One kilogram gold bars are seen in this picture illustration
One kilogram gold bars are seen in this picture illustration REUTERS

Gold demand fell in the second quarter but is still expected to rise for the full year as Asian buyers add to holdings and investors shift to it as a safe haven, the World Gold Council said Thursday.

In its quarterly Gold Demand Trends report, the WGC said signs of strength in the market remain concentrated in India and China, with buying of coins, bars, jewelry and gold-backed funds all declining in Europe and the United States.

Overall gold demand fell 17 percent in the three months from April to June to 919.8 tons versus the year-earlier period as a sharp drop in investment demand offset a tentative recovery in jewelry buying, the gold mining industry-funded body added.

Interest in gold-backed exchange-traded funds fell particularly sharply, down 82 percent to 51.7 tonnes from 2010's extremely high levels. There are signs that this is already being reversed, WGC Managing Director for Investment Marcus Grubb said.

"We are bound to get a strong investment number in the third quarter because of the euro zone sovereign problems," he said. "We know ETFs hit a new all-time high in tonnage terms in July and August, and in terms of jewelery demand, there doesn't seem to have been a lot of slackening from the strong turnout in Q2.

"It is quite hard to see what is going to dent strength of demand at the moment," he added.

Overall investment demand for ETFs, coins and bars was down by just over a third in the second quarter, despite a 9 percent rise in coin and bar buying, which was driven chiefly by Asian purchasers. Strong buying in India and China also helped drive up second-quarter global jewelry consumption by 6 percent.

Indian buying, up 17 percent to 139.8 tons, represented nearly a third of global gold jewelry demand. Purchasers were encouraged by a price dip in the third quarter -- spot gold eased 2 percent in May and 2.2 percent in June.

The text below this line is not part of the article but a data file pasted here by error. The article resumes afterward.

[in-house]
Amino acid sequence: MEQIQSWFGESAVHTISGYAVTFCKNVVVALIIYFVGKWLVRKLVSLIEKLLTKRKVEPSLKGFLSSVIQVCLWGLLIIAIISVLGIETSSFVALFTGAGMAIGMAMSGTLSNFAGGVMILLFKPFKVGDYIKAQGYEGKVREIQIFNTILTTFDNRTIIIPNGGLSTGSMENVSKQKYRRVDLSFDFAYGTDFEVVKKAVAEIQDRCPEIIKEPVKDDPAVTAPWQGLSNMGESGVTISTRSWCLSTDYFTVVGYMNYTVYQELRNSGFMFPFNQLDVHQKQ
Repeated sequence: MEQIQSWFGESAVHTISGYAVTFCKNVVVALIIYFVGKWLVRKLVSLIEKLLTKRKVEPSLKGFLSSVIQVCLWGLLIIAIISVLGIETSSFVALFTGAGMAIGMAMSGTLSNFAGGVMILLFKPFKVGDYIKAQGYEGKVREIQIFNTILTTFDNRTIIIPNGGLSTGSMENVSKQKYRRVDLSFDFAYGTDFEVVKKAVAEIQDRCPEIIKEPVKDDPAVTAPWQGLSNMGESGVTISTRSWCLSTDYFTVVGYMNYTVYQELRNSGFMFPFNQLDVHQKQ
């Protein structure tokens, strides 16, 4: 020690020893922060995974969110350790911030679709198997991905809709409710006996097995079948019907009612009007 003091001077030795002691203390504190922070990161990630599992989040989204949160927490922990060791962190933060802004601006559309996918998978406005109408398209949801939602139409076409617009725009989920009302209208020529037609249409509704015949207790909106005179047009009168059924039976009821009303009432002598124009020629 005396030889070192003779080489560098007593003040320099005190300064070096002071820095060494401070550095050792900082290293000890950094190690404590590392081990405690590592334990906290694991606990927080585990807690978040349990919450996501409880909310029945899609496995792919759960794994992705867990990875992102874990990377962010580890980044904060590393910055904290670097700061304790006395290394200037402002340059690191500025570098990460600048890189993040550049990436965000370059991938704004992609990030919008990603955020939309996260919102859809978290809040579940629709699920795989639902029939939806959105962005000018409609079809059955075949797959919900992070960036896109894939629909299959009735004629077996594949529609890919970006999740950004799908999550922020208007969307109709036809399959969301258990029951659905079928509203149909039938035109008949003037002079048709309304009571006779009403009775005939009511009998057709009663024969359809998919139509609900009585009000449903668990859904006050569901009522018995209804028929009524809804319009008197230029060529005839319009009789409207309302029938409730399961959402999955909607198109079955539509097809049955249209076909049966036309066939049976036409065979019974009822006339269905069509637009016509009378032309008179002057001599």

Chinese demand also rose 16 percent as higher consumer purchasing power drove sales. The high predominance of 24-carat gold in this market -- which is typically too soft to use in jewelry -- suggested many pieces were being bought as an investment, the WGC said.

"Together they account for more than 50 percent of demand... so it showed you that you didn't need a strong investment quarter to have a strong quarter for gold."


But the recovery in jewelry demand was geographically specific. In Japan, jewelry consumption fell 14 percent in the aftermath of the earthquake and tsunami.

Jewelry buying also declined in major Western markets, with U.S. demand down 8 percent, while Italy, historically the world's biggest gold jewelry exporter in value terms, saw a 15 percent drop in buying.

"It is difficult to see what will turn around the trend in Western jewelry markets," said Grubb. "Typically you need the consumer to be getting wealthier to lead to jewelry purchasing."

Bar and coin demand also fell in Western Europe and the United States, by 48 percent and 31 percent respectively.

Central banks were net buyers of gold for the second successive quarter, adding 69.4 tons to their reserves on a net basis. Recent official sector gold buyers have included the central banks of Mexico, Thailand, South Korea and Russia.

Central banks' transformation from net sellers to net buyers pressured overall gold supply down 4 percent to 1,058.7 tons, despite a 7 percent rise in mine production. Scrap sales also fell 3 percent.

"The price elasticity of recycling seems to be changing," Grubb told Reuters.

"Normally you would see a lot of recycled gold coming back into the market at such a high gold price, but recycling was very muted in (the second) quarter and so far the evidence is that there isn't a lot of recycling coming back now either."